Wednesday, December 28, 2011

Dinner | La Promenade des Anglais

After hearing wonderful things about Chef Alain Allegretti's now-shuttered, eponymous flagship restaurant, Allegretti, from my fellow foodie friend (gotta love alliteration :P), Derek, I knew we had to check out Chef Allegretti's new spot, La Promenade des Anglais, in Chelsea. What's more was that I saw a deal pop up last week on Scoutmob for 50% off any meal (with a $20 maximum discount) -- definitely another motivator to go ASAP! So Marcus, Derek, Rainbow (his girlfriend), and I set off to La Promenade des Anglais earlier last.

Located in the London Terrace Gardens, a historic luxury apartment building, La Promenade des Anglais is "inspired by the French Riviera with subtle influences from various regions of Italy as well." The name is derived from the celebrated promenade along the Mediterranean in Nice, France (incidentally from where Chef Allegretti hails). Beginning around the second half of the 18th century, the English tended to spend winter holidays in Nice, enjoying the views along the coastline. It was a particularly harsh winter brought an influx of beggars to Nice, some rich Englishmen proposed a useful project for them -- the construction of a walkway along the sea. The city of Nice, intrigued by the prospect of a pleasant promenade, greatly increased the scope of the work. The Promenade was first called the Camin deis Anglés (i.e., the English Way) by the Niçois in their native dialect Nissart. After the French annexed Nice in 1860, it was rechristened La Promenade des Anglais, replacing the former Nissart name with its French translation.

Inside La Promenade des Anglais. The décor is "an ode to Chef Allegretti's southern French roots, featuring brass light fixtures and railings, smoldering antique mirros, sumptuous Mediterranean blue velour banquettes, and booths set against rich dark wood and classic black and white marble flooring."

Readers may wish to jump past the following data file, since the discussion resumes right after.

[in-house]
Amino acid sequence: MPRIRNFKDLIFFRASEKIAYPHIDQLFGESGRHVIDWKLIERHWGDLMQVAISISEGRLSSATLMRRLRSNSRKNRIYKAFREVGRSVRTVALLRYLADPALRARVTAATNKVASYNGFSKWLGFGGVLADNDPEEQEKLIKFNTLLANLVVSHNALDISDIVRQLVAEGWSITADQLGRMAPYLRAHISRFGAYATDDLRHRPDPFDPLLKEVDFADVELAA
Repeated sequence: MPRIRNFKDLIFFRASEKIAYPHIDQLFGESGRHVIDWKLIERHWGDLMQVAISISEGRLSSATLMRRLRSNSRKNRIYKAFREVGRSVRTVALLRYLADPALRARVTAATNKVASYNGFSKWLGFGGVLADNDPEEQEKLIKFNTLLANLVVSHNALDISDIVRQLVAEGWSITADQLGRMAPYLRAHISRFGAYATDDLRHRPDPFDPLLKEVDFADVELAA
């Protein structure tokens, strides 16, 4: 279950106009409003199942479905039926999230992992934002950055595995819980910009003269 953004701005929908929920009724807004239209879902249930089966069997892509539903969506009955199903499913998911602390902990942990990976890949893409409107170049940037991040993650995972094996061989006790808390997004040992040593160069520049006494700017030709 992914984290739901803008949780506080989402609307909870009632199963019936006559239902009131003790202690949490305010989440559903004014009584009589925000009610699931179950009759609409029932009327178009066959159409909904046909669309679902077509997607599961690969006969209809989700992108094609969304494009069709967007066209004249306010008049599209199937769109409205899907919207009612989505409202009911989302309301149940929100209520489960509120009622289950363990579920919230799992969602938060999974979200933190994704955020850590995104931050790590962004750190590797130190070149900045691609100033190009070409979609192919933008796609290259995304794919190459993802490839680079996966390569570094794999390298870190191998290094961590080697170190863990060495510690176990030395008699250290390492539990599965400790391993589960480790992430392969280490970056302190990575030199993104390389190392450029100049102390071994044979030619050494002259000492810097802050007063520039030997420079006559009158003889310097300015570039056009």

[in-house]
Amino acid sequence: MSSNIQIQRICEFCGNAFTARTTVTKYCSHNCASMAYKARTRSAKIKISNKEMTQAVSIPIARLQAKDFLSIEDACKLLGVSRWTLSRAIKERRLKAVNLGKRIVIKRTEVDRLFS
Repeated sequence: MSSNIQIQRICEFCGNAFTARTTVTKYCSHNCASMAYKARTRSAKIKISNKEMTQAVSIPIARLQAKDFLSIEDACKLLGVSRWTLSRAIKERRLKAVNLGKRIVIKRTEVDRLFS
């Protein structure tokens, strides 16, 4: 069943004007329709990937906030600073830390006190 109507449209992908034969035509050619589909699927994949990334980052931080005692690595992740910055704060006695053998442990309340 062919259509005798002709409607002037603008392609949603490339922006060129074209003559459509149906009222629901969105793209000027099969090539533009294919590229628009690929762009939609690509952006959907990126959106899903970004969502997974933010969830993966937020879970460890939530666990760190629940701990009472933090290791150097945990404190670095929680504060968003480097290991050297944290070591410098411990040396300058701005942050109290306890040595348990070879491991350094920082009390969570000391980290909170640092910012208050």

Love the painted trompe l'oeil black-and-white striped umbrellas on the restaurant's ceiling -- gives that style of vintage advertisement posters/bills, redolent of the many umbrellas lined up on the coast in Nice during prime season.

Another view of the interiors. Each table has a little orange tree on the side.

Some more views on lighting and the ceiling.

Before starting his own restaurants (Allegretti, and now La Promenade), Chef Allegretti has worked in kitchens across France and the United States. As such, his cooking style has cultural influences from both countries. He was the executive chef at Atelier at New York's Ritz-Carlton Hotel as well as co-executive chef at Le Cirque. He has also worked at Restaurant Le Chantecler, Chez Chapel in Mionnay, and Restaurant Le Louis XV in Monte Carlo. Here at La Promenade des Anglais, as mentioned before, features cuisine inspired by the French Riviera (with subtle influences from various regions of Italy as well), "bringing the glamour, the romance, and the food of the French Riviera" to New York City.

Derek and I both started off with a glass of wine each -- his a 2007 syrah from the Crozes-Hermitage appellation (of the famous Rhône Valley) in France produced by Guigal; mine a 2007 tempranillo (more specifically, a crianza) from El Rioja in Spain, produced by El Coto. Derek is a huge proponent of wines produced in the Rhône Valley -- it's his designated go-to, so it was a nice choice, as usual. Mine was very good as well -- just tannic enough to blend well with the meal ahead. I liked that our wine came with a small decanter so our pours would open up as the meal wore on.

So for starters/appetizers, we decided to do it family-style, so that the four of us could try more things. We got most of these as recommendations from our waiter.

Our first selection was a octopus à la Plancha (i.e., grilled octopus) with chickpea salad, chorizo, and arugula. The octopus consisted of its tentacles, sliced crosswise, with its suction cups nicely charred from the grill. With a chewy consistency paired with the nutty yet buttery texture of the chickpeas, the octopus made for a delicious "salad-like" starter. Not sure I recall the taste of chorizo in there, but still good overall.

Along with the octopus, we had the vitello tonnato (Italian for "veal with tuna sauce"), which were sweetbreads served with Blue Fin tuna and Romaine hearts. I think this was my favorite appetizer -- texture-wise, the sweetbreads had a velvety exterior and a silky interior, while their taste was mild, brought out by the seared preparation. The Blue Fin tuna tartare gave the sweetbreads a more balanced composition, from a course/dish perspective, with a grainier, yet still smooth, texture and refreshing taste and flavor. Two savory things -- offal and sashimi flesh -- were fittingly united by Chef Allegretti here.